On social media, the life of an undesignated sailor has been described as miserable, menial or even a mistake.
One sailor, writing in a U.S. Naval Institute publication in 2017, said that he and his undesignated shipmates were "ordered with all the purpose of the cuckoo in a clock" and that they were treated like spare parts that were unnecessary to their ship.
Wilfredo Barrera, a seaman from the destroyer USS Donald Cook, was told he would be "the dog of the Navy" as an undesignated sailor. He was among the more than 70 sailors with no assigned job, or rate, who gathered at naval bases in Jacksonville and Mayport in Florida in February with hopes of shaking off the undesignated title and finding a place in the service.
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"There's definitely a hierarchy," Barrera said as he explained that undesignated sailors are given some of the least desirable jobs on the ship.
Sailors can't continue in the Navy without a rate. If a sailor doesn't find a job by the time they finish their first tour, they're separated from the service.
Among the many traditions, quirks and peculiarities that come with naval service, the Navy's practice of naming undesignated sailors stands out for its direct and potentially negative impact. It also carries a stereotype that the sailors are nothing but disgruntled special warfare dropouts or unmotivated slackers.
It has been linked to poor treatment of former Navy SEAL candidates, who fail to complete the difficult training and then drift with no clear job in the service. Brandon Caserta, a former candidate, took his own life after dropping out of the training and being ridiculed as a "BUD/S dud."
An undesignated sailor, Ryan Mays, was charged by the Navy but acquitted during trial of setting a fire that gutted the warship USS Bonhomme Richard in San Diego in 2020. Prosecutors had claimed he was angry and vengeful about being assigned to deck duty after washing out of the SEAL pipeline, according to court documents from the case.
But the Navy may finally be changing.
The service is reforming its practices and adding more guidelines to help get undesignated sailors paired with jobs. Data provided by the Navy shows that programs set up in the wake of Caserta's death have been making an impact -- undesignated former SEAL candidates dropped by more than half from 2020 to 2021 and appear to have declined even more steeply last year.
Now, officials say that they are close to an inflection point where they can flip the script and turn undesignated sailors from a cautionary tale to a recruiting talking point.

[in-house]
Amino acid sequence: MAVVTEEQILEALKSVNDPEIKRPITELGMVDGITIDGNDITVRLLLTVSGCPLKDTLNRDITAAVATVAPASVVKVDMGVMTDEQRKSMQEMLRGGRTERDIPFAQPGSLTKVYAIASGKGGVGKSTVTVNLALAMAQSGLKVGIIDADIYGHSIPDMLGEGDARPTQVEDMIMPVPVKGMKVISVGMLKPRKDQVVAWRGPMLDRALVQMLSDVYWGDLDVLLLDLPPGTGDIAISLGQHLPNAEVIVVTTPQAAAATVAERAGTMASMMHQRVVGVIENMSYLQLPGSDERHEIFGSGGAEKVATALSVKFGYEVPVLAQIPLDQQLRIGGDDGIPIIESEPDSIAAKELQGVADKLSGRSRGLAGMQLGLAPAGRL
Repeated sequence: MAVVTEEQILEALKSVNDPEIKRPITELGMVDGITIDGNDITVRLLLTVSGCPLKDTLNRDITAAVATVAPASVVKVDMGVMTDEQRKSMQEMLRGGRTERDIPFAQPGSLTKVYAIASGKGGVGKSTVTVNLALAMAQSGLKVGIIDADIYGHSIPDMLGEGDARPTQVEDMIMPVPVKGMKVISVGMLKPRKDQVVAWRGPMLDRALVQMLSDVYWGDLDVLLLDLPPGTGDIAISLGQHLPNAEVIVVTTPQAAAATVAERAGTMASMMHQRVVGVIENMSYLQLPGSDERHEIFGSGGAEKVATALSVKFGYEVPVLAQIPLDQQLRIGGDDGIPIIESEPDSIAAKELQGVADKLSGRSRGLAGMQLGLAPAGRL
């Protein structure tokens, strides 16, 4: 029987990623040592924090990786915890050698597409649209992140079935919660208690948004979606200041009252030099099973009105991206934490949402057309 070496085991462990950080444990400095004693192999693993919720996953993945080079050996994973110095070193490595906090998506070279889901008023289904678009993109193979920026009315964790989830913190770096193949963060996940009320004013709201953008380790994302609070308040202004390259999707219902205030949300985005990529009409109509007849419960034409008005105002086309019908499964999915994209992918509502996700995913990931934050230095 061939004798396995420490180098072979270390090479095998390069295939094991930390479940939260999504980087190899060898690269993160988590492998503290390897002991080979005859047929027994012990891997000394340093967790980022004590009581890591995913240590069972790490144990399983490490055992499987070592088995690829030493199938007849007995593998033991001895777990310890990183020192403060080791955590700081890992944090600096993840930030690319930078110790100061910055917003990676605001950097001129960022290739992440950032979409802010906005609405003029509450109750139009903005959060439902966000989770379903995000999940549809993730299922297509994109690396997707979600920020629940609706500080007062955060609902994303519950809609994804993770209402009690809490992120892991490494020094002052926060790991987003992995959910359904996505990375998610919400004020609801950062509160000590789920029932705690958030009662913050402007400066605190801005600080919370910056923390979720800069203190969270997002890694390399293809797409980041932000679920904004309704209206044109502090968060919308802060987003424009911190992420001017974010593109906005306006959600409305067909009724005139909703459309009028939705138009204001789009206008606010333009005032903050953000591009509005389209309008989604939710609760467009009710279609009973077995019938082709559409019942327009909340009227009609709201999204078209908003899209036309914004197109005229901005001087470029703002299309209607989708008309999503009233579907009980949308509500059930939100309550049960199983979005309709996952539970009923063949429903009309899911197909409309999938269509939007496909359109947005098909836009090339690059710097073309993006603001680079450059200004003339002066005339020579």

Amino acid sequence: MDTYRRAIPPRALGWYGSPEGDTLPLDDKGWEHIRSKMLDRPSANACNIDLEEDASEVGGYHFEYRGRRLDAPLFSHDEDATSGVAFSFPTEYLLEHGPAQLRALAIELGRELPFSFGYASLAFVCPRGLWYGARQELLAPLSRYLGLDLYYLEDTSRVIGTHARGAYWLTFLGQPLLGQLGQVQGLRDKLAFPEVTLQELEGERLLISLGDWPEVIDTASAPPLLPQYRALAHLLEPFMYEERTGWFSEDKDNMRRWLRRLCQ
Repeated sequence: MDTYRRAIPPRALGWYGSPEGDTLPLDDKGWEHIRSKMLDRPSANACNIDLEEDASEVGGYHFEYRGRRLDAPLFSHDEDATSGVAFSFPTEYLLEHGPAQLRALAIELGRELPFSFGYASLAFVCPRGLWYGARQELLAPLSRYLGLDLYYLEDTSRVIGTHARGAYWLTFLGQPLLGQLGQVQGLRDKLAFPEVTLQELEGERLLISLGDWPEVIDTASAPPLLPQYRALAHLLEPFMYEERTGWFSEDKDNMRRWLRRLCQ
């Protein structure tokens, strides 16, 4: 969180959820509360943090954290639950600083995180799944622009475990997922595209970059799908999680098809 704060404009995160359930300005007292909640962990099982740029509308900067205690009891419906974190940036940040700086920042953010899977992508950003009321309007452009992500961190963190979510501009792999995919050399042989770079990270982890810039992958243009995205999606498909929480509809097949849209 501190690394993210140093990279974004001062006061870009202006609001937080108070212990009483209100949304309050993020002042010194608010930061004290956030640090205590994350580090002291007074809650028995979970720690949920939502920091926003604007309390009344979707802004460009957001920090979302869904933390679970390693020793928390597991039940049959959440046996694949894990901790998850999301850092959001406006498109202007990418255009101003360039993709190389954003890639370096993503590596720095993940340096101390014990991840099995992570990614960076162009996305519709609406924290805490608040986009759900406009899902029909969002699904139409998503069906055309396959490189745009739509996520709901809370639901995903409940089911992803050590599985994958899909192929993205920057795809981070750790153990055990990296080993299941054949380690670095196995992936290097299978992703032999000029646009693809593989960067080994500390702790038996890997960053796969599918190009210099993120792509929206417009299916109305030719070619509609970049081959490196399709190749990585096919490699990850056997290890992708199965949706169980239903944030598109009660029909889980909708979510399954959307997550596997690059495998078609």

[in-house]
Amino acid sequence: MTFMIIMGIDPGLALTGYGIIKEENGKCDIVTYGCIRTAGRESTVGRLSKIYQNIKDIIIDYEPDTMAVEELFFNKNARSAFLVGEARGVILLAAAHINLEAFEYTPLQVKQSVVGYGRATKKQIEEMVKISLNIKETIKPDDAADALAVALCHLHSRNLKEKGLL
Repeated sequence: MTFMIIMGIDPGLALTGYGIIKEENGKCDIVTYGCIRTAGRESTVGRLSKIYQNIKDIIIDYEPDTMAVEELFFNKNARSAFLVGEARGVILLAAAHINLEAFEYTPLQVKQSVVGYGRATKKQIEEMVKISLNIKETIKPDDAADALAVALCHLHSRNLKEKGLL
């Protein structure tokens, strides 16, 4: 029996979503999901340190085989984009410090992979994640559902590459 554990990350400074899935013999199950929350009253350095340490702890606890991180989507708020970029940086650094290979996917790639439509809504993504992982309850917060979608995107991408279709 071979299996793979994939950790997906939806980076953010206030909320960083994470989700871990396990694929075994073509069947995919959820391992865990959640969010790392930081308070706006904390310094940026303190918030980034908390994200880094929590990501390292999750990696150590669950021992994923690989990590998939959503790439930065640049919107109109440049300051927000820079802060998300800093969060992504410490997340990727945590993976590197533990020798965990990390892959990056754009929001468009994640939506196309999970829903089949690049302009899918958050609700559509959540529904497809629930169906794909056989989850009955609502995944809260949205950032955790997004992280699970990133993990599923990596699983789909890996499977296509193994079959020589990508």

Around 2013, the Navy started to reform and codify the way it deals with its undesignated sailors. It moved away from an approach that put all of the responsibility on the sailor to pass an advancement exam to gain entrance or petition the Navy's personnel management bureaucracy to let them into a community of their choice. This effort became known as the Professional Apprenticeship Career Track -- or PACT -- program.
Among the several changes the PACT program brought about was a more codified and streamlined way for sailors to choose and move into jobs. The program also put a firm time limit on how long sailors could stay undesignated. That, in turn, puts pressure on leaders to engage with the sailors on the major decision that will define their time in the service.
Military.com attended two days of a Navy job fair at Naval Station Mayport in Jacksonville, Florida, for the designated sailors on Feb. 1 and 2 -- one of the gatherings the service hopes will ease them into new jobs -- and spoke with almost a dozen attendees about how they came to lose their rates and what they hoped to get out of the event.
The sailors confirmed what is already commonly known in the fleet: Undesignated life is far from easy. Many described having to work long hours at physically demanding jobs like chipping rust, painting large swaths of the ship, cooking and serving food, or any other number of low-skill tasks that a ship demands.
A sailor from the destroyer USS Jason Dunham remarked that they "always joke about how the two hardest working rates on the ship are engineering and 'un-des' seaman."
Ships rely on the roughly 7,000 undesignated sailors -- about 2.5% of all enlisted personnel -- to do the often difficult, dirty jobs, according to Rear Adm. Wayne Baze, the deputy chief of naval personnel, who spoke to Military.com in an interview.
"Almost a third of the work that's going on is not of a specialized nature," Baze said.